TAMPA — Hurricanes captain Jordan Staal’s overtime goal Thursday night not only silenced the largest crowd to watch a game at Amalie Arena in more than 15 months, it also pumped life into his team.
The Lightning may have played their best game of the second-round playoff series against the Hurricanes — they controlled the puck, manufactured scoring chances and revived their power play — but Game 3 ended with a 3-2 loss in front of an announced crowd of 13,544.
The Lightning could have put the Hurricanes’ season on the ropes with a win. Instead, Carolina got its first victory of the series, cutting its deficit to 2-1.
“I think our team has gotten better every single game, and that’s what I’ve liked,” Lightning coach Jon Cooper said. “We’ve just got to keep going. You can hang your head on these (kinds of losses). You’ve just got to turn the page and go to the next one.
“The playoffs are a big damn roller coaster, and you can’t get too excited when you’re high, can’t get too low when it’s low, and you’ve just got to keep trusting in your process.”
Staal’s goal came on a power play 5:57 into overtime after Nikita Kucherov was called for a holding-the-stick penalty. Forward Martin Necas flicked a pass from the boards between a triangle of Lightning defenders to forward Sebastian Aho, whose one-timer from the left circle was deflected by Staal past Andrei Vasilevskiy.
The shape of Round 2 now takes a much different turn. It puts more importance on a win for the Lightning in Saturday’s Game 4 at Amalie Arena to prevent sending the series back to Raleigh, N.C., tied.
The Lightning faced the same scenario in the first round, taking a 2-0 series lead on the Panthers before dropping Game 3 at home in overtime, but they won the next two to advance.
“We’ve been in spots like this before,” said center Brayden Point, who scored the Lightning’s first of two power-play goals and also assisted on the other. “I think it might be different if we felt like we didn’t play a good game and they won. But I think for the most part, we’re pretty happy with the way we played.
“Obviously there’s things you can clean up, things you can watch and hopefully do better next time, but for the most part, I liked our game. Give Carolina credit; they played hard as well.”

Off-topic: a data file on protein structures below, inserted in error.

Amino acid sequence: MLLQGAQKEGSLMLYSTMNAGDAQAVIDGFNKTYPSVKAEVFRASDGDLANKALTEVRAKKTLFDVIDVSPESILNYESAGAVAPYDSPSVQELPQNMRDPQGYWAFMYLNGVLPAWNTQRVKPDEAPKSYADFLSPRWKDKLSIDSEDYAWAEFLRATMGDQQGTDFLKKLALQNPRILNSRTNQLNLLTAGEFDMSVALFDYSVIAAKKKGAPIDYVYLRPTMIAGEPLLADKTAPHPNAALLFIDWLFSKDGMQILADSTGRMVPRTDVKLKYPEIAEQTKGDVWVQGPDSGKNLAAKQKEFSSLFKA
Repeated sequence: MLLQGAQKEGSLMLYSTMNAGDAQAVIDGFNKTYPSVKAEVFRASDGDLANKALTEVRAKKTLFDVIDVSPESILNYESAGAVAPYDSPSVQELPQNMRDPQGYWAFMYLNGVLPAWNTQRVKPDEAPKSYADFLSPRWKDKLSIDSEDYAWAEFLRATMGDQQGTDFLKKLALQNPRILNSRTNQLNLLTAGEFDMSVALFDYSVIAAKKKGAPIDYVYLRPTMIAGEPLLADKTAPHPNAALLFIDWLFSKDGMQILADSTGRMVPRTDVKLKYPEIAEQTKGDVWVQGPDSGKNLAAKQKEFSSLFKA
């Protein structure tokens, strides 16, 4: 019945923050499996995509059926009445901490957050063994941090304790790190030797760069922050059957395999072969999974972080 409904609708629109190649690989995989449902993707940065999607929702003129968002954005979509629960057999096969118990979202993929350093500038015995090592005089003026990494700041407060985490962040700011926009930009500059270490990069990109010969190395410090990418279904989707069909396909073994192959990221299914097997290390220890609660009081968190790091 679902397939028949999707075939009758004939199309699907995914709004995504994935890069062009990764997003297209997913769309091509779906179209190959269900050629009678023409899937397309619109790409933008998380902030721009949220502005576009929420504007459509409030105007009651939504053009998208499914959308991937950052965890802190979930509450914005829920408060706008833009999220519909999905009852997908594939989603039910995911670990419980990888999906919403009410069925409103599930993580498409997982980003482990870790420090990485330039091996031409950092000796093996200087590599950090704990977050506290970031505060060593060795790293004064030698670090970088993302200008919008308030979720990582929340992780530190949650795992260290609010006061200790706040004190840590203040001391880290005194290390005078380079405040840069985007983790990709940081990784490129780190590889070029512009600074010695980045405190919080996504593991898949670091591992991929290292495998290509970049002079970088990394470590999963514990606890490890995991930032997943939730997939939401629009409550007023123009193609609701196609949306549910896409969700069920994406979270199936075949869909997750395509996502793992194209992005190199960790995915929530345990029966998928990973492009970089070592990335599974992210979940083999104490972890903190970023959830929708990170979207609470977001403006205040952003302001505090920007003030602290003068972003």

The Lightning’s power play, which had just one shot on goal in the first two games of the series, re-emerged with two big second-period goals to tie the score after falling behind 2-0.
Stay updated on Tampa Bay’s sports scene
Subscribe to our free Sports Today newsletter
You’re all signed up!
Want more of our free, weekly newsletters in your inbox? Let’s get started.Explore all your options
Alex Killorn’s sixth postseason goal tied it at 2 with 3:42 left in the second period and was made possible by Kucherov’s relentlessness in front of the net.
Kucherov swept in and put a shot on net that Carolina goaltender Petr Mrazek stopped, but Kucherov corralled the rebound to the left of the net and sent a pass to Killorn in the high slot that he buried in the back.
The Lightning cut the Carolina lead to one on Point’s power-play goal 8:57 into the second period.
Point’s score was surgical, with Steven Stamkos drawing attention at the left circle, then sending a cross-ice pass to Kucherov at the right circle. Kucherov quickly sent a tough pass as Point approached the net, and Point buried a one-timer past Mrazek, who started his first postseason game this year.
“We got set up, and we put together some passing plays and were able to find some soft spots,” defenseman Victor Hedman said of the power play. “That’s what was clicking for us (Thursday), and it was a huge momentum shift for us in the game being down 2-0.”
Carolina scored two goals in 2:25 in the second period, by defenseman Brett Pesce and Aho.
In overtime, the Lightning had their opportunities, especially given that they were on a power play for the first 53 seconds after Carolina defenseman Dougie Hamilton was called for tripping late in regulation. The Lightning had four of their five overtime shots on goal in the first 1:25.
“You want to see growth in your team,” Cooper said. “We played well. We didn’t win, but a lot of good things happened, we got our chances, we can’t complain.
“It’s what makes best-of-seven series fun. They rarely are sweeps. … And we did pretty much everything we wanted to do except for getting one more goal than them.”
First Period—None. Penalties—Kucherov, TB (Interference), 17:11.
Second Period—1, Carolina, Pesce 2 (Svechnikov, Aho), 5:15. 2, Carolina, Aho 6 (Slavin, Teravainen), 7:40. 3, Tampa Bay, Point 6 (Stamkos, Kucherov), 8:57 (pp). 4, Tampa Bay, Killorn 6 (Point, Kucherov), 16:18 (pp). Penalties—Aho, CAR (Cross Checking), 8:01; Skjei, CAR (Hooking), 15:52.
Third Period—None. Penalties—Hamilton, CAR (Tripping), 18:52.
Overtime—5, Carolina, Staal 5 (Teravainen, Aho), 5:57 (pp). Penalties—Kucherov, TB (Holding Stick), 4:16.
Shots on Goal—Carolina 9-9-5-4_27. Tampa Bay 10-13-9-5_37.
Power-play opportunities—Carolina 1 of 2; Tampa Bay 2 of 3.
Goalies—Carolina, Mrazek 1-0-0 (37 shots-35 saves). Tampa Bay, Vasilevskiy 6-3-0 (27-24).
A—13,544 (19,092). T—2:55.
Referees—Gord Dwyer, Dan O’Rourke.
Linesmen—Michel Cormier, Jonny Murray.
• • •
Sign up for Lightning Strikes, a weekly newsletter from Bolts beat writer Eduardo A. Encina that brings you closer to the ice.
Never miss out on the latest with the Bucs, Rays, Lightning, Florida college sports and more. Follow our Tampa Bay Times sports team on Twitter and Facebook.